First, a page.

This of course is what is happening in our Heroquest game but at a much faster clip. If the GM shows pity for the newbie, he is cheating the player and giving the advanced characters little challenge. Yet on the other side, the newbie character's player is unlikely to have much fun or contribute much to the game.
In other words, I BLEW IT AND I AM SORRY.
The level up system I came up with simply doesn't fit Heroquest at all. It throws off what little balance there is in this largely luck driven game. Level ups plus treasure and equipment plus a few players having bad luck leads to completely thrown off gameplay. If everyone stays alive it can work fine. If everyone dies it also works fine. If more than a third of the group constantly live or die it all goes to Hell.
Which is what happened. And I didn't think about that part. Now, throwing in majority level lower level starts for replacement characters could reduce this somewhat (maybe 100GP per level and newbies start 2 levels lower than the party average rounded down?), but its still a clusterfrack any way you look at it.
AWW SH!% SIR, I *&^KED UP.
But on the upside I got to get some painting done, and it gave me fodder for this post. Its something all game designers need to look at. Just what DO YOU DO when new players join in to a persistent game? Letting them start out on par with players who "earned" their current status isn't fair, yet forcing them to work their way up from the bottom when the gameplay is much further along and the competition is harder isn't fair either.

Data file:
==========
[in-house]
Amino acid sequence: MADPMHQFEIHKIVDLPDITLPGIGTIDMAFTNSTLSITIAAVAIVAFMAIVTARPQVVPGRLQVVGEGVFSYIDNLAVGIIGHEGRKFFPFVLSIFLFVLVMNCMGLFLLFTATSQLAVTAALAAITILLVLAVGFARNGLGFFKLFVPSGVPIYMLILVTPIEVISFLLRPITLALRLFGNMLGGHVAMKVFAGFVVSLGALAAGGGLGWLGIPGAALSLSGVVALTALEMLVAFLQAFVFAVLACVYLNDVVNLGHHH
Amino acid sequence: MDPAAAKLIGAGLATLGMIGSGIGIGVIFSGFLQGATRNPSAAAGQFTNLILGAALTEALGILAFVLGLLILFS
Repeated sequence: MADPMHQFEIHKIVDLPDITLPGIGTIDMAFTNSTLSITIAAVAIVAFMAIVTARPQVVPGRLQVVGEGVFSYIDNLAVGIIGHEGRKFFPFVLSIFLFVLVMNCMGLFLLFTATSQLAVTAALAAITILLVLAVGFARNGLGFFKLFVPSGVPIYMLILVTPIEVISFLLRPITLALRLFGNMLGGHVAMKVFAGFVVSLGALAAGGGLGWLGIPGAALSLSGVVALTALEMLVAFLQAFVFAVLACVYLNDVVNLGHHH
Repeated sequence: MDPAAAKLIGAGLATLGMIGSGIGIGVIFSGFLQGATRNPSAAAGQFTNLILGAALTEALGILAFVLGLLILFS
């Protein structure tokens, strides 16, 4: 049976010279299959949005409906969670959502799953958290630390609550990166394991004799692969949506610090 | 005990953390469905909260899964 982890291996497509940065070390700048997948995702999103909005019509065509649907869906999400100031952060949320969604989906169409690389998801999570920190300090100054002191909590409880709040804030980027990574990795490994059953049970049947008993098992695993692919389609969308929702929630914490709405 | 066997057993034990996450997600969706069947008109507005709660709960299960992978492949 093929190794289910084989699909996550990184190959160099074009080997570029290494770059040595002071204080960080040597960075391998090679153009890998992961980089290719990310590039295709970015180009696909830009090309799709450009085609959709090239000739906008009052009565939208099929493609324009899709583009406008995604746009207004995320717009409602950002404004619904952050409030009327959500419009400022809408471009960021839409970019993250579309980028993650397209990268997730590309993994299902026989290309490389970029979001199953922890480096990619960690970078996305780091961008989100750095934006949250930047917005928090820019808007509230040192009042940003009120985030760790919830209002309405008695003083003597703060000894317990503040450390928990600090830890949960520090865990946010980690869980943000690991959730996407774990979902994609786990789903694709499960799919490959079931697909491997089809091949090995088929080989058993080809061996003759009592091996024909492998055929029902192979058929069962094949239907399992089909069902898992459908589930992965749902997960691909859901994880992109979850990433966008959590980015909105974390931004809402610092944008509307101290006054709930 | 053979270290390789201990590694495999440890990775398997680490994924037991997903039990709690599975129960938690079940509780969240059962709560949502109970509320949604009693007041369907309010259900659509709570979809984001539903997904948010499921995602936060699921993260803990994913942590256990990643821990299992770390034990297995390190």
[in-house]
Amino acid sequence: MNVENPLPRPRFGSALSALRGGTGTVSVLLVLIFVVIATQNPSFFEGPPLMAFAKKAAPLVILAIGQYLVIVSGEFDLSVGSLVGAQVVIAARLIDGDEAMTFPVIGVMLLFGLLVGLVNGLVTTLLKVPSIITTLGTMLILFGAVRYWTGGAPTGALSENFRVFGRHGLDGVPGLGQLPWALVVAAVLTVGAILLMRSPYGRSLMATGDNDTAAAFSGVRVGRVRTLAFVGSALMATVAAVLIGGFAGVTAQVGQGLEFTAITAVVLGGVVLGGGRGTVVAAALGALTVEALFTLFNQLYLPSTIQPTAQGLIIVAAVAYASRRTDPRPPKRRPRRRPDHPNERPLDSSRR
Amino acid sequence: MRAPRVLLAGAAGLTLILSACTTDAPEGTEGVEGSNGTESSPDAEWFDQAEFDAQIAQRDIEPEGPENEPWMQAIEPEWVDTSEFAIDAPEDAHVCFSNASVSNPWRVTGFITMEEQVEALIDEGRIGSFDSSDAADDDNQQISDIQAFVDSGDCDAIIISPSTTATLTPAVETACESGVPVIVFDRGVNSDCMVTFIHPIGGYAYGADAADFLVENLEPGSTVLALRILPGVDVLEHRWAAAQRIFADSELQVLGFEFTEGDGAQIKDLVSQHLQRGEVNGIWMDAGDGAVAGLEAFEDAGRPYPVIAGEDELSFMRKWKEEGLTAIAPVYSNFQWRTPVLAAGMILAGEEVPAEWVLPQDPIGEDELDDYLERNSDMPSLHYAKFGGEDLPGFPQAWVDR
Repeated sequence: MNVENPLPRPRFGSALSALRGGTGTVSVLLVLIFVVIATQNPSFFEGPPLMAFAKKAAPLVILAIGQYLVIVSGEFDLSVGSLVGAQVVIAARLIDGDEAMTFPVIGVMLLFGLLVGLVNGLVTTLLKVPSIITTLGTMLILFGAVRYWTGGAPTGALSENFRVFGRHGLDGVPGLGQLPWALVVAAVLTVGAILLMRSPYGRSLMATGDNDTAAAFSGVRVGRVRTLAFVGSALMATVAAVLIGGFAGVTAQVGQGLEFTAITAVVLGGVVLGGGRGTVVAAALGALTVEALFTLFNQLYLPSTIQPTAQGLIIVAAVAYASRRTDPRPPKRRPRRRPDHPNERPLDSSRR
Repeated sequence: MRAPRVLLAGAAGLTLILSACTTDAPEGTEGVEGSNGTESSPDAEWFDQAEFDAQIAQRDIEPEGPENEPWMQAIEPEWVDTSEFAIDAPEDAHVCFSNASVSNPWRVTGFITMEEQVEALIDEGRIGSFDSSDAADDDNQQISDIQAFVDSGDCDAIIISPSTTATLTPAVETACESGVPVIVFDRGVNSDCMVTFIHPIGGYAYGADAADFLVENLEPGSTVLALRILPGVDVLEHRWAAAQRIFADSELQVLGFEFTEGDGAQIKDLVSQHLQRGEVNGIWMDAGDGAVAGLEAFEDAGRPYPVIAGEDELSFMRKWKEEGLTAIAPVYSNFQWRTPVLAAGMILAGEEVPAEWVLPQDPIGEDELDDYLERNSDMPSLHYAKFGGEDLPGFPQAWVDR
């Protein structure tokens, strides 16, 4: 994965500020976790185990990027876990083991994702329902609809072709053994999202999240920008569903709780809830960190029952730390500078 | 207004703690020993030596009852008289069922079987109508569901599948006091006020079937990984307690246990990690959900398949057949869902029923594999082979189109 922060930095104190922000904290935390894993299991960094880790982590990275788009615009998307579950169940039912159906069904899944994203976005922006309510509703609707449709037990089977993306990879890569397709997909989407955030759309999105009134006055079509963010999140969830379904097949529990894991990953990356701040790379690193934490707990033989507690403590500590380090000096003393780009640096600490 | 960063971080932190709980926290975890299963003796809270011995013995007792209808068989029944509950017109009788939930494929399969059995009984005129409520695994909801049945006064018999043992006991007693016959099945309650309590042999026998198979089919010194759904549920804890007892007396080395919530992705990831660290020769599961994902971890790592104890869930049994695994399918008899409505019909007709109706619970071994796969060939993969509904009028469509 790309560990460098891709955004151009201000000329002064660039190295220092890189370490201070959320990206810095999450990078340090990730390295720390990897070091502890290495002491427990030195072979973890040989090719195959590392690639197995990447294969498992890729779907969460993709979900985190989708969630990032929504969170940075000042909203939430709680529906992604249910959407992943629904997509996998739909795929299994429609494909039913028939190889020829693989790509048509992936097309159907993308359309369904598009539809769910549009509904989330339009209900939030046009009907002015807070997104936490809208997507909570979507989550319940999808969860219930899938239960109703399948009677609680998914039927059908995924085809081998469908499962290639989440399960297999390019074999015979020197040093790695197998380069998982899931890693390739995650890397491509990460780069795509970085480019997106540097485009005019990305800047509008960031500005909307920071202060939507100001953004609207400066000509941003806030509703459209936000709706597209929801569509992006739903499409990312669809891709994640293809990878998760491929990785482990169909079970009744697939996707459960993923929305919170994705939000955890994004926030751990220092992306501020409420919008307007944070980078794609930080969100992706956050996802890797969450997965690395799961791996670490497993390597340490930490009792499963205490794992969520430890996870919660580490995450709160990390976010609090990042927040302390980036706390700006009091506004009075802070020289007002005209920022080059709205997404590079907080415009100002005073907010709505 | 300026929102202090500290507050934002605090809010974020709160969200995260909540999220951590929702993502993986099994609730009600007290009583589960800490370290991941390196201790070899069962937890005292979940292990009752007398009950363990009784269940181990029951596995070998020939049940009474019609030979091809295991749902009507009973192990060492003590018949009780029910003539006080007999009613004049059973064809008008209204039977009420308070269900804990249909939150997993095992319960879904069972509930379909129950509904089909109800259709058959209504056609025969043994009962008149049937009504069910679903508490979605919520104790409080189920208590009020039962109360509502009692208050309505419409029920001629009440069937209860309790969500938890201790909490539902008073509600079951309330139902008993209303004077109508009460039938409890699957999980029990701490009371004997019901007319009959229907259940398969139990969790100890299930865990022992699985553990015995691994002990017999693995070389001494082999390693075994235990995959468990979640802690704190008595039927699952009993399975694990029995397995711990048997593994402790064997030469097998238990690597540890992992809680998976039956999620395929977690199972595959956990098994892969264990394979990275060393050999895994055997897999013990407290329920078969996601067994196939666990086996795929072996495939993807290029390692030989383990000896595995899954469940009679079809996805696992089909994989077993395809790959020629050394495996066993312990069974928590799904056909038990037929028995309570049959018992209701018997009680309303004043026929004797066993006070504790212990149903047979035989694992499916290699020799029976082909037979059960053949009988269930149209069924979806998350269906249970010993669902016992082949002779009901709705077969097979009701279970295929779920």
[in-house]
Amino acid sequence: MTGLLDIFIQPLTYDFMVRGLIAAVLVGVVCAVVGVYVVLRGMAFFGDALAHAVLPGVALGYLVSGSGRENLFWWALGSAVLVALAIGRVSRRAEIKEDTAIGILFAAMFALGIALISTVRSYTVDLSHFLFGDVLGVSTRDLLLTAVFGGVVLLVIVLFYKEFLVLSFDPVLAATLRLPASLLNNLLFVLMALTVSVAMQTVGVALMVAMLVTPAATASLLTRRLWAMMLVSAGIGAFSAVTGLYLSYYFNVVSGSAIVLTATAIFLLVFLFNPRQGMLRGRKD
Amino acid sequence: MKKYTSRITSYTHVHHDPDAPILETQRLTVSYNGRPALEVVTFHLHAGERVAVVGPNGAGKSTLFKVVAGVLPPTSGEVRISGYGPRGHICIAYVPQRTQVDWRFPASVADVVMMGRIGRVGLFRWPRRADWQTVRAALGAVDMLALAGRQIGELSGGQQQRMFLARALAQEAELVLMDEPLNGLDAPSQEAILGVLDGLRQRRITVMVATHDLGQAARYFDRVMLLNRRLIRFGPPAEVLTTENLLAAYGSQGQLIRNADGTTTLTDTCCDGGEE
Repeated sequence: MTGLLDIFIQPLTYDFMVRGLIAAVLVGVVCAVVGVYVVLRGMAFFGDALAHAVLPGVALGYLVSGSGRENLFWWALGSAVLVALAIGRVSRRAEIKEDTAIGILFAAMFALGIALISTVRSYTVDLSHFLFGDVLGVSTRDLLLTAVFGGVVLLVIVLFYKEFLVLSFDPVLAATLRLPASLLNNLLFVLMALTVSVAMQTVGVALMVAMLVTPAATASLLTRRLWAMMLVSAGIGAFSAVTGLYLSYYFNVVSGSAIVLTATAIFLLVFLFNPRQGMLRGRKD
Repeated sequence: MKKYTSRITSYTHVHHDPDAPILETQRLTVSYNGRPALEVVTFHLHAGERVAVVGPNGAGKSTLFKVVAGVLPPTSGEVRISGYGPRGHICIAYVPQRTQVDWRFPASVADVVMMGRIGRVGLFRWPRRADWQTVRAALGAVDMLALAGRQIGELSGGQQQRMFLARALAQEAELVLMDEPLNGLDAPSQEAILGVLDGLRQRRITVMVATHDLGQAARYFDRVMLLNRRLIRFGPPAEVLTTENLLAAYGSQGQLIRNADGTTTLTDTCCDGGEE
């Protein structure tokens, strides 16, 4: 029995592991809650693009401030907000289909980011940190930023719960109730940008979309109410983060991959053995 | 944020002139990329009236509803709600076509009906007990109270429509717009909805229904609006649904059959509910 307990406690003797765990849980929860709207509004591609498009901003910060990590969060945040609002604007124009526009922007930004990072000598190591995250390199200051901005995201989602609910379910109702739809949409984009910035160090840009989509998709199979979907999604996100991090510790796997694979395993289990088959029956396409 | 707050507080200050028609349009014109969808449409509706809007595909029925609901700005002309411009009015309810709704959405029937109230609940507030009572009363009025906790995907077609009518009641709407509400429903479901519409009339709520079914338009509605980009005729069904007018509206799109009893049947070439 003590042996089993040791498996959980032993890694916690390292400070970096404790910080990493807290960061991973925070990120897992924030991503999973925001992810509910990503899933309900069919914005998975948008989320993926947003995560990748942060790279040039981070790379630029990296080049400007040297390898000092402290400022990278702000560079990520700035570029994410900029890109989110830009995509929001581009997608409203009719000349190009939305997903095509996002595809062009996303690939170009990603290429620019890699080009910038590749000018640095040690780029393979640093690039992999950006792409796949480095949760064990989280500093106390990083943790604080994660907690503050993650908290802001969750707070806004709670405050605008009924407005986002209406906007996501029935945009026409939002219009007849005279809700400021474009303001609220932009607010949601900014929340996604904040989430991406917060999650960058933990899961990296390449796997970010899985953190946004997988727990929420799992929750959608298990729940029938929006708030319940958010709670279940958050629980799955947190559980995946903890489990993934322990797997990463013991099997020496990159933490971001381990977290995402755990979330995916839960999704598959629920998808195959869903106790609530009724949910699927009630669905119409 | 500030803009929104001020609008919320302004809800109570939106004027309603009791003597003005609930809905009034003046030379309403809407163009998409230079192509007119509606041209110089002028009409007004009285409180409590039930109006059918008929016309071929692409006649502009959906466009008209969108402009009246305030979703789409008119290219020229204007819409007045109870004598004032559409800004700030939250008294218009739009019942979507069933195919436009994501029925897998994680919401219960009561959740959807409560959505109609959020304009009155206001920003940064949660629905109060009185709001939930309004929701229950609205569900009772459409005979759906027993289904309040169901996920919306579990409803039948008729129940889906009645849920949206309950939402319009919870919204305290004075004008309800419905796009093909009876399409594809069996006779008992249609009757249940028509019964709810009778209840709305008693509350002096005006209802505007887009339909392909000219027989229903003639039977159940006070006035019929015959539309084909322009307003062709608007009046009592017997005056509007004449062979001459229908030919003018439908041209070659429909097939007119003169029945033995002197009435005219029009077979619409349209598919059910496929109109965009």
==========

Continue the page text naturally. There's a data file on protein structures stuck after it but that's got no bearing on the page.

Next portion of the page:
And I hope Pico doesn't decide never to GM again because of it. It happens. It wasn't anybody's fault. Its a game problem that almost every GM has to face. I just chose to sit out losing any more characters ( 4 corpses is enough for any one person I think! ) and continue painting. Everyone else is having fun, why the hell should I ruin everyone else's time because my bright idea mucked everything up? I get to do some painting in a manner that doesn't totally suck. I hate painting. Its a waste of time. I would rather do other things. If someone is running a game even when I am participating I can listen and contribute and do something else while I am at it that otherwise I wouldn't do much of. I live alone and tend to be lonely most of the time. I am happy to have the company over. I had no problem painting and letting everyone else continue to have fun and smashinate monsters. I was having bad luck and it was no point in ANYONE being miserable over it.
Heck, I want more people to run things so I can get some painting done while we play. It might be the only way I ever get any painting done! :P
I got some color on some LotR minis, 2 more Heroquest missions got completed. We all got to socialize and chat and such. We all learned some things about game design due to this blog post.
Seems like a fine day to me!
A blog about tabletop hobby and or strategy games, with a side order of electronic turn based goodness here and there. Now with tons of retro gaming content both electronic and tabletop. Also with 20% more self loathing douchebaggery!